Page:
PETALUMA, Calif. (KTVU) - The mother of a Petaluma woman who died as she tried to remove items from a donation box has filed a wrongful death lawsuit.
Kaily Land, 30, was asphyxiated last year when the lid of the bin closed on her neck.
The wrongful death lawsuit claims both the operator and manufacturer of the bin are liable because they know the design is dangerous.
"She was a beautiful, giving, loving person," Darcey Kingsley told KTVU. "And I still can't get used to her not being around, I expect her to call or come knocking at my door."
It was police who knocked that November morning, to tell Kingsley her daughter's body had been found, wedged head-first in a donation bin on Old Redwood Highway North.
It happened after dark, and Land's body wasn't discovered until daylight, her legs dangling from the bin opening.
"She was 30 and she shouldn't be dead," said Kingsley. "And then I found out there were people who had died before her and nothing had been done, nothing had changed. The bins are made the same way, and almost take a person's head off."
Now Kingsley is suing a Bay Area non-profit that operates clothing collection boxes at numerous locations. The lawsuit also names the out-of-state bin manufacturer.
"You have to assume there's been many more close calls and injuries because not everyone dies when they get stuck," said Kingsley's attorney Scott Montgomery.
Montgomery said he has found reports over a dozen years, of more than 20 deaths in donation boxes around the U.S. and Canada.
The boxes may be from different companies, but have the same anti-theft design, that pinches shut when weight is put on it.
"A New York woman actually got her arm stuck in the bin, and she ultimately froze to death hanging from the bin," said Montgomery.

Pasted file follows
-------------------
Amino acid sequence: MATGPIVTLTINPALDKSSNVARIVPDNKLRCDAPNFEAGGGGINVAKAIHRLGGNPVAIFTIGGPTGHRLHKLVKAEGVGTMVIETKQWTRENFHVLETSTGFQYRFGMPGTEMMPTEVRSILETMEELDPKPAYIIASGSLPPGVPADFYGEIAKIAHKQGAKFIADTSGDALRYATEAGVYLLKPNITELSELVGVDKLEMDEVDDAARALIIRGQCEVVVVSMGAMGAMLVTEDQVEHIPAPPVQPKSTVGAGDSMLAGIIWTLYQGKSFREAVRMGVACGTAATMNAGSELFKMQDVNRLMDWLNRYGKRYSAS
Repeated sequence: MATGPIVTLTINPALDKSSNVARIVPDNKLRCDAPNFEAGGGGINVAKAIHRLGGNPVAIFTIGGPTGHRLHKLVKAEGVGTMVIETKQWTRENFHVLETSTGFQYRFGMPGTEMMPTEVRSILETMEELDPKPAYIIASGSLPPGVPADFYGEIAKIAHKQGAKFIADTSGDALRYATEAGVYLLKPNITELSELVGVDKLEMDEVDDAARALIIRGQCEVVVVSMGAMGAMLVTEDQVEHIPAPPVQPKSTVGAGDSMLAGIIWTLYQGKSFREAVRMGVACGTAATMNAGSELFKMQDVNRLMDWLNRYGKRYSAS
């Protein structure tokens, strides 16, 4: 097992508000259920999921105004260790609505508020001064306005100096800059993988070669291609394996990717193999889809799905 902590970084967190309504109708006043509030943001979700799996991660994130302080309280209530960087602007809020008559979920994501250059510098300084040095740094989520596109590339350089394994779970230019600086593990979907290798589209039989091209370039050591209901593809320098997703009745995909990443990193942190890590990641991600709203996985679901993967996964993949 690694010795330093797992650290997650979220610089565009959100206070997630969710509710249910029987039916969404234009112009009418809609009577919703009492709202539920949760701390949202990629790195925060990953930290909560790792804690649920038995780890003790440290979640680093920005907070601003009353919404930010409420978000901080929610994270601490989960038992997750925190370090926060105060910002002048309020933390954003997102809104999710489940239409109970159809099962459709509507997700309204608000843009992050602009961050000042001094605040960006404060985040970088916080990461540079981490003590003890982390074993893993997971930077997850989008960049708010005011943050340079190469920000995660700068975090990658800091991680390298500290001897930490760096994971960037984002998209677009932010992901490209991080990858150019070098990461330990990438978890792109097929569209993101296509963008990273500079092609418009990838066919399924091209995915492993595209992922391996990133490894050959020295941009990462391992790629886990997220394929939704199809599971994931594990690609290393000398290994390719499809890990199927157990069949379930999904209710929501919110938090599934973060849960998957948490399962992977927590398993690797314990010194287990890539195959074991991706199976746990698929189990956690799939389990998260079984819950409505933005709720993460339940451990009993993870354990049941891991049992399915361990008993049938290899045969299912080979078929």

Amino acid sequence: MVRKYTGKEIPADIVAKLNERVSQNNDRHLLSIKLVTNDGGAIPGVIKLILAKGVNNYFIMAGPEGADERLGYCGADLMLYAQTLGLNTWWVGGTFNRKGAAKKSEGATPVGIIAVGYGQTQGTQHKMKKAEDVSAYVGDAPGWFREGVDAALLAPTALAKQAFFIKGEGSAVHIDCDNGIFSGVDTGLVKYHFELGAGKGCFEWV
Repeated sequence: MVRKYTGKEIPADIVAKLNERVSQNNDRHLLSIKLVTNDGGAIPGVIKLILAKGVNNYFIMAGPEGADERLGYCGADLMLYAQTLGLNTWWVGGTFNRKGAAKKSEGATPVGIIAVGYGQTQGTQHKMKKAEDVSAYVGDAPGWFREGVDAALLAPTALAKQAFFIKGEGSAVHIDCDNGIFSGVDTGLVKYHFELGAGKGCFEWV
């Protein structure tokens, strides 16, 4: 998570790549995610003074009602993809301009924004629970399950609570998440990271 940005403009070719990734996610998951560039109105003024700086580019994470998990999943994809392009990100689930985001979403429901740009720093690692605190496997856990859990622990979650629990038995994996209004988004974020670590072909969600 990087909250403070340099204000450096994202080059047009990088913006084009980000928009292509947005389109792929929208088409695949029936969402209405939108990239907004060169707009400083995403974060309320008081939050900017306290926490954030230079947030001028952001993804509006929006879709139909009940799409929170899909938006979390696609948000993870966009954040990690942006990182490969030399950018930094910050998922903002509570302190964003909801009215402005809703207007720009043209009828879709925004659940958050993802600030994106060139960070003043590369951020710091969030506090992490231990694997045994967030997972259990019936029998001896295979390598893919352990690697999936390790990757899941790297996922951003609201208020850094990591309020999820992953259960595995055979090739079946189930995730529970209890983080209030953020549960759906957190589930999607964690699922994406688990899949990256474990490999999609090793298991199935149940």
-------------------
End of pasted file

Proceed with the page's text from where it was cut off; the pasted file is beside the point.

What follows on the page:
When Land died, friends described her as homeless and said she often foraged in the bins for clothing for herself and others. Her flashlight was found at the bottom of the box, and her bicycle was left leaning nearby.
"I don't know what she was doing there, I don't know, and it really doesn't matter," said Kingsley.
She describes her daughter as a free spirit who called and visited regularly. Kingsley says Land, growing up in Petaluma, was an artistic girl who loved make-up and music, and worked as a caregiver when she got older.
"She didn't have an apartment or a house in her name, but she did have a home," said Kingsley.
The Bay Area has seen at least one other bin asphyxiation in recent years, a homeless woman in Alameda. Canada has moved to ban the boxes in some places, after seeing a spike in such deaths.
Critics say any other product so risky would create an outcry but the injuries and deaths mostly happen to the disenfranchised.
"I think what you're seeing is these boxes hurt people who are on the fringes of society, and they may not have a voice," said Montgomery. "But here we have someone who loved their daughter and lost their daughter and in Kaily's memory, we can bring about change."
The lawsuit seeks a safer bin design and monetary damages. Montgomery says since Land's death, stronger warnings have appeared on bins, cautioning against trying to enter or remove items.
But he believes the language is not explicit enough.
"At a minimum that warning should be skull and crossbones, you may die," said Montgomery. "Because I don't think anyone would crawl in there and expect to lose their life."
Kingsley says whenever she encounters a donation bin now, she stops to wrap it in plastic "danger" tape. Her daughter died three days before her 31st birthday, a birthday the two shared.
"Losing a kid is the worse thing any parent can go through," said Kingsley tearfully, "and no one should have to go through this, it's terrible."